Happy Easter. Troy and Gallipoli
24 Apr 2011
|The Easter bunny must have got lost – no choc eggs for us this morning! We are up at 5.30am, bags out by 6 and down to breakfast. A bit of a shambles, the “hot” food is cold, and Tony is chasing them up for muesli, milk and Horrors! No coffee either! There is not a lot of choice, and the usual rabbit tucker is there. Still wary of eating salads as the tap water is undrinkable, but we figure we have been lucky so far and hope we are slowly adapting to the lack of drinkable water. We don’t think we will get used to salad for breakfast, and not seen many people actually have any. The usual small sausages are there with the boiled eggs. We are trying to steer clear of the sweet stuff and pastries, usually with success.
By 7am we are on the road to Troy. We had been told that the site itself is not much, and when we get there we find that there is not a lot that has been restored. We figure that is the reason why people have made the comments. We didn’t feel that it made the site any less interesting. We are told that Troy had actually been re-built nine times, destroyed through fire and attack. They usually rebuilt on top of the old city, so as you walk through the site you can clearly see the different levels, it is something to marvel at.
There is a replica of the wooden horse for the obligatory photo shot. Cynthea is juggling cameras and drops Tony’s. Bugger, the lens is jammed, and it won’t start up. Hopefully the photos are safe (should be).
We hit the road again and call in at a supermarket that also sells camping gear. One or two need a sleeping bag and blankets for tonight, and we need to stock up on snacks to keep us going through the next 24 hours. We figure that food and drink will be expensive on site (and dodgy?!). We get fruit, chocolate bars and drink (no alcohol allowed), and also get a foam sleeping mat. Phil gets a sleeping bag that is rated minus 7, and figures that will see him right. We are sceptical of the claims. It scans at the checkout at TYL499, and he queries the price. It comes back at TYL15, and on the bus we find another label that rates it at 0-6 degrees. He is not a happy chappy.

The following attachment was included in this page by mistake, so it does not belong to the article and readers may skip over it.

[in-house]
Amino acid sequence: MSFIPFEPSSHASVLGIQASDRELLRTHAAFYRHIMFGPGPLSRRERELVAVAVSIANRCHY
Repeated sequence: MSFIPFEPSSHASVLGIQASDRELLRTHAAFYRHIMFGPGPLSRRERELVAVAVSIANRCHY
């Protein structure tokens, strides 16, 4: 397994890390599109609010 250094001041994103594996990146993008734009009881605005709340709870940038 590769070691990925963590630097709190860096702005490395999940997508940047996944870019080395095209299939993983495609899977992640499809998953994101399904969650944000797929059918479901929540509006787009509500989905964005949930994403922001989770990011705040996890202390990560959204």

We cross over to Gallipoli on the ferry after a short wait at the wharf at Canukkale. There are many buses waiting to make the crossing, and we wonder how many will be their tonight (over 600 buses!). We stop at the Boomerang Café for a proper barbeque that On The Go puts on for all the tours it is operating. There are 8 or 9 other buses there already, and long queues for the food. When it comes our turn to be served there are no hot chips or pasta, so we have a bit of a wait and enjoy the sunshine. A great lunch of chicken kebabs, turkish meatballs and lamb strips with bread, chips, pasta and salad.
We arrive at the site entrance a bit after 3pm to find there are many buses here already. The gates at ANZAC cove (a few kilometres away) are closed until 6pm, so we are not allowed any further. We had hoped to be able to visit the site and museum before the big crowds, but the local Jandarma (police) won’t allow it. We decide to get off the bus for a wander around, but then we are told we are allowed through after all. We are lucky to be in the first group let through. The museum is very crowded so we don’t stop. We see first hand the distance we have to travel, and realise that it probably isn’t possible to get to all the services. The bus is allowed to stop at Lone Pine (the Australian Memorial). Tony is pleased we can visit now, as there is a short time between the Australian and NZ services, and probably not enough time to make it to both. We have a look around and are then driven past the other sites.